A fine voice when joined to beautiful music causes a great effect, for both are desirable and pleasing. All these have in themselves an organization, and are constructed on natural law. Therefore they correspond to the order of existence like something which would fit into a mold. A true voice fits into the mold of nature. When it is so this affects the nerves, and they affect the heart and spirit. In the world of existence physical things have a connection with spiritual realities. One of these things is the voice, which connects itself with the spirit; and the spirit can be uplifted by this means—for though it is a physical thing, it is one of the material, natural organizations—therefore, it is effective. – Abdu’l-Baha, quoted by Mary L. Lucas in “A Brief Account of My Visit to Acca,” pp. 11-14.
Reflecting on my own journey as a young Baha’i and a budding musician, I felt the profound affect of music on my own spirit from a very young age. Although the genre and style of music I played and sang evolved over time, I was always drawn to music like a magnet, and knew that strong melodies had a power over me that words could not articulate.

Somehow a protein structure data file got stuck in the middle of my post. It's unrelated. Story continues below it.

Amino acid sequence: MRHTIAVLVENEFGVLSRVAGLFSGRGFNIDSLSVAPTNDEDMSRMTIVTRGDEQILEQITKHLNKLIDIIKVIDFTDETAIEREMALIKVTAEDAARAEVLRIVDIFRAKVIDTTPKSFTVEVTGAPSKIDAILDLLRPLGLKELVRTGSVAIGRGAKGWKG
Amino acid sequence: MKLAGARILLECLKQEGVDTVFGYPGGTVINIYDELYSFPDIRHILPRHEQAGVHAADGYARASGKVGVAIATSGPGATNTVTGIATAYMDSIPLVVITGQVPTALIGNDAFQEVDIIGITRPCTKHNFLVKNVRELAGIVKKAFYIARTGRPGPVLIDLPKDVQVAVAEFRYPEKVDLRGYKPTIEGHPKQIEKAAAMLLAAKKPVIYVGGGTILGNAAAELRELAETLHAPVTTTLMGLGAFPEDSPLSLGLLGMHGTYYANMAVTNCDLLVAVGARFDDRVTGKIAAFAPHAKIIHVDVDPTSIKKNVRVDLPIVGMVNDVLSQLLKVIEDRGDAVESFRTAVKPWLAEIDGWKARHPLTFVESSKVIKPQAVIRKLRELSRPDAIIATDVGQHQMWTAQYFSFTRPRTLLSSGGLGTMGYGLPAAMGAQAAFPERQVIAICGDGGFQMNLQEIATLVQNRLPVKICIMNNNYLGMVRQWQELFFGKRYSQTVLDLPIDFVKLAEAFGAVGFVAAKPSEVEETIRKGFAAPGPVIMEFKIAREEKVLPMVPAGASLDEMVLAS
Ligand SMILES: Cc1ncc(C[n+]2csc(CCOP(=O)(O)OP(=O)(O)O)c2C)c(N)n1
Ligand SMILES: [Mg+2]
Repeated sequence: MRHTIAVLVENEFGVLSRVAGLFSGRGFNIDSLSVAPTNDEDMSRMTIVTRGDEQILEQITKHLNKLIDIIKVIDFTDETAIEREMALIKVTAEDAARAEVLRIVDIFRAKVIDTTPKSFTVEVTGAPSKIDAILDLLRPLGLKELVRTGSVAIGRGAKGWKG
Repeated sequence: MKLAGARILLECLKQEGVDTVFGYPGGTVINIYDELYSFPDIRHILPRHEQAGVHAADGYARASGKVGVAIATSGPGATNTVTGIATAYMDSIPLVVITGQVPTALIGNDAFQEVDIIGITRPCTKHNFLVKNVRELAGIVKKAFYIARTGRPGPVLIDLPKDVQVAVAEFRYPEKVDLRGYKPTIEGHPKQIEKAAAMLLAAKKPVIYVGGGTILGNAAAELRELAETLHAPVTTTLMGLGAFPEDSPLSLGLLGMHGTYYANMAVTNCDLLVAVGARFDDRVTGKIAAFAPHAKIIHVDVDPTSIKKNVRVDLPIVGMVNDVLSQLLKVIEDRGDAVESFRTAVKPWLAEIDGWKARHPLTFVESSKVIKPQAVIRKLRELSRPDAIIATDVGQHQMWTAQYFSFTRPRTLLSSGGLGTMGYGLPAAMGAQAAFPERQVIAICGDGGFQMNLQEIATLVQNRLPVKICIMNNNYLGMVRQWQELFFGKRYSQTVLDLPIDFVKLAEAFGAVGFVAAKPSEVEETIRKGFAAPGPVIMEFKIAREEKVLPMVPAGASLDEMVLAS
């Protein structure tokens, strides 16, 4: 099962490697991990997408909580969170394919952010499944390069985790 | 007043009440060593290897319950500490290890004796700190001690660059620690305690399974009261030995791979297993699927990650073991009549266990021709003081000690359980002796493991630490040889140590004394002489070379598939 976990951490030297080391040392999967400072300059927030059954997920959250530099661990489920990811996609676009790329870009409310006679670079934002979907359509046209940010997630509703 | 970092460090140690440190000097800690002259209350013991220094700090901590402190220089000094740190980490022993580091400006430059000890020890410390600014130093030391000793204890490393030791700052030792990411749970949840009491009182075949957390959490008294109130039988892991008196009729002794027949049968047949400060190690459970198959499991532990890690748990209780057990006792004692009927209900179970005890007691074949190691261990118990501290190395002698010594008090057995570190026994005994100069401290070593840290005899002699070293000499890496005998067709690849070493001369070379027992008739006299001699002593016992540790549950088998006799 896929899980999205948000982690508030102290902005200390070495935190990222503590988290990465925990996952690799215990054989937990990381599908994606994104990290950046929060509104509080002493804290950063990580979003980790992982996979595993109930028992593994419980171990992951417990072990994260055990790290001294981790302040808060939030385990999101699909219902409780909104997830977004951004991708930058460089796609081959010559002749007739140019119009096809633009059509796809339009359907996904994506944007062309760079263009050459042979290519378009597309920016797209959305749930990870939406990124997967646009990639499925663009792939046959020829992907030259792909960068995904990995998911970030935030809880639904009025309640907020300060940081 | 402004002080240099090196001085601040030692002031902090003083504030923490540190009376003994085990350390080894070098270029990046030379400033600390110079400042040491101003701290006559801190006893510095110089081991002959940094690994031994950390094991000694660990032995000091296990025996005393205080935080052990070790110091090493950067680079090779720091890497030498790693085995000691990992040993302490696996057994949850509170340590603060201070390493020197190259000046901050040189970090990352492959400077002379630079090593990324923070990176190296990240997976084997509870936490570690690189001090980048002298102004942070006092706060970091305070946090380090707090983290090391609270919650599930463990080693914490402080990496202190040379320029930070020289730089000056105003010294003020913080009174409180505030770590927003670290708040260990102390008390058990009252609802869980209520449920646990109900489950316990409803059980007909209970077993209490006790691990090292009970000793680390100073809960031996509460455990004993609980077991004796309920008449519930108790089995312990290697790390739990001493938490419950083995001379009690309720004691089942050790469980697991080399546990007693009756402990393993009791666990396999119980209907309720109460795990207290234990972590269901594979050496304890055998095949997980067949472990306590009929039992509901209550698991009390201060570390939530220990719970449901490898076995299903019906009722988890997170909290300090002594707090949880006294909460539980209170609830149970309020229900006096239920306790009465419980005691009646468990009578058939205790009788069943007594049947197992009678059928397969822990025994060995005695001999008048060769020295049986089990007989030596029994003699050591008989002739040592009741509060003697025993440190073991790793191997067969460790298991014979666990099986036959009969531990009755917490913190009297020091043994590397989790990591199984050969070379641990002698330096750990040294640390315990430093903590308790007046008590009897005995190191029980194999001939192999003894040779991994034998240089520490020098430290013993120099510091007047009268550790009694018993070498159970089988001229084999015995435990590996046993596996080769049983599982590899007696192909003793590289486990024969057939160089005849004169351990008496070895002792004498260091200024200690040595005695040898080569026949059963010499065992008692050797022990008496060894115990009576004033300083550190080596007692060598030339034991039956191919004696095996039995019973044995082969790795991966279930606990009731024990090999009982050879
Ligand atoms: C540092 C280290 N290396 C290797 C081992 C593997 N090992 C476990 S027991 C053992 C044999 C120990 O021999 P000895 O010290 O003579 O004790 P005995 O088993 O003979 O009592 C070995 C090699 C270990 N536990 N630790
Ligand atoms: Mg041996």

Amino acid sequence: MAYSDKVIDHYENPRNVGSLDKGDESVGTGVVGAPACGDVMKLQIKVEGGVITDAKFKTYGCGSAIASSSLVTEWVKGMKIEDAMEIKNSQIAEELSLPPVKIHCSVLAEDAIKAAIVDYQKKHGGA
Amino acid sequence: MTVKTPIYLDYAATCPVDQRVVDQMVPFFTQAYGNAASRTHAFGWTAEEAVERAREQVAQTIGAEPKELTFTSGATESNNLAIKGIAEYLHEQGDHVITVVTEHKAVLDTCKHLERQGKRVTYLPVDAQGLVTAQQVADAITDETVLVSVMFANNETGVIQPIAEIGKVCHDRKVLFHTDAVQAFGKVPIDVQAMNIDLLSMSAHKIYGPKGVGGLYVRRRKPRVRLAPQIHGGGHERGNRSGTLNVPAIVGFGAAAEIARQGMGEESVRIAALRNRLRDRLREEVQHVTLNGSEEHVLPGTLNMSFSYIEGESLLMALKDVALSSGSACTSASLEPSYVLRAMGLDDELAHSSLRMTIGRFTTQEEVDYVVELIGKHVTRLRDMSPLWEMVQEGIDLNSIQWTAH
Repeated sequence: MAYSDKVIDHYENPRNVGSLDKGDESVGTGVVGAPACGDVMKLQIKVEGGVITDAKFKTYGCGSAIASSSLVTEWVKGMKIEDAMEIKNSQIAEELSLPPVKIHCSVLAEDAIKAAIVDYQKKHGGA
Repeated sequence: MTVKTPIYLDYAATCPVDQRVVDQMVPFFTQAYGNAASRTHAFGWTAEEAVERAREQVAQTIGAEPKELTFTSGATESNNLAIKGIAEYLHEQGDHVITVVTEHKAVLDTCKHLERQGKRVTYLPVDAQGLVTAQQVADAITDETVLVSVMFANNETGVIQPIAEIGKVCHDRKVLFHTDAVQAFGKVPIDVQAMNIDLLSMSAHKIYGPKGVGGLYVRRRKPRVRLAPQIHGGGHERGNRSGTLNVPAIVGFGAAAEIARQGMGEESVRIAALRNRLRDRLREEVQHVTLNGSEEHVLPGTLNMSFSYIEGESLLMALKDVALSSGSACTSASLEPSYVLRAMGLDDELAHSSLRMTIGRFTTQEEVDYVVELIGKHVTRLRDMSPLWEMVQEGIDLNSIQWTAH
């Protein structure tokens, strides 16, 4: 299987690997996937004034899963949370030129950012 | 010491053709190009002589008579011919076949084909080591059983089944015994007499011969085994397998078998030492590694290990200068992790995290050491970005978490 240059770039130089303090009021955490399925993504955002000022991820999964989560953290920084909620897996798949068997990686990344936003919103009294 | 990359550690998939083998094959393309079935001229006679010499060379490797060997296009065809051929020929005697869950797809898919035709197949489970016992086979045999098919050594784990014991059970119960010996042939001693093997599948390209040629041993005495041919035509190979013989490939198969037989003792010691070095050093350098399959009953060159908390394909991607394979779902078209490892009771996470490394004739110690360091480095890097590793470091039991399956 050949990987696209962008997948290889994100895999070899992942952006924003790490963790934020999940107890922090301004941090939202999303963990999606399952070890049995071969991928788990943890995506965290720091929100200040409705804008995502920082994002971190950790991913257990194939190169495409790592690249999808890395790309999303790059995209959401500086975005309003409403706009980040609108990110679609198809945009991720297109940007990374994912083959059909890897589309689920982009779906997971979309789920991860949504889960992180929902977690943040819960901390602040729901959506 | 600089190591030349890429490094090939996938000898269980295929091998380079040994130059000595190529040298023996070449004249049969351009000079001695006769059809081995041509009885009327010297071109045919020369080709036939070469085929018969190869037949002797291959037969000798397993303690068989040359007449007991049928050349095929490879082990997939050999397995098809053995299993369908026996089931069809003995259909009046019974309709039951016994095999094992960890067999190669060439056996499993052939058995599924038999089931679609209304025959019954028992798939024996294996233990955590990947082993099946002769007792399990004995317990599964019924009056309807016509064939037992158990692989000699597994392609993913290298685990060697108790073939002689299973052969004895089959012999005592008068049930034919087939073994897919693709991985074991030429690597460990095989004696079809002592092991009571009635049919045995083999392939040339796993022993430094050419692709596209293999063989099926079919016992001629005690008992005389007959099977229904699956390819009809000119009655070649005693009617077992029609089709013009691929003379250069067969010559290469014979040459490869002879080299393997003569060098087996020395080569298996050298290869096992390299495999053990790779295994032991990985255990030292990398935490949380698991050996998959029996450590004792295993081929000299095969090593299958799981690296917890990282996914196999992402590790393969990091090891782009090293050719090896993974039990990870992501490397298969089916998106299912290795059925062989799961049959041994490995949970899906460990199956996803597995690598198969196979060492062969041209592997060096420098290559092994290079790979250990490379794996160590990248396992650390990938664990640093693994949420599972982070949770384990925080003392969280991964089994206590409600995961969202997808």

I was always compelled, from probably the age of two, to sing prayers rather than read them. It’s as though I saw and felt something different, more profound and impactful when I sang those spiritual words. They were easier to memorize and understand when put to the language of music. I assumed everyone felt this way, and as I’ve grown up, travelled the world, and met people from all walks of life, I know now, more than I ever have, that little Shadi was and is not alone.
I’d been singing for as long as I could remember, but when I began to set my own melodies and compositions to the Baha’i writings everything started to shift. The songs I composed suddenly had more meaning to me, and that feeling of love I experienced on the radio when I was 17 was heightened tenfold. I felt as though my voice became my unique and creative channel to share the words of my Creator. I felt free of the judgment I usually felt in songwriting, because these songs were no longer mine, they were God’s. I felt freedom to interpret, understand and apply the writings and words of our Creator and share them.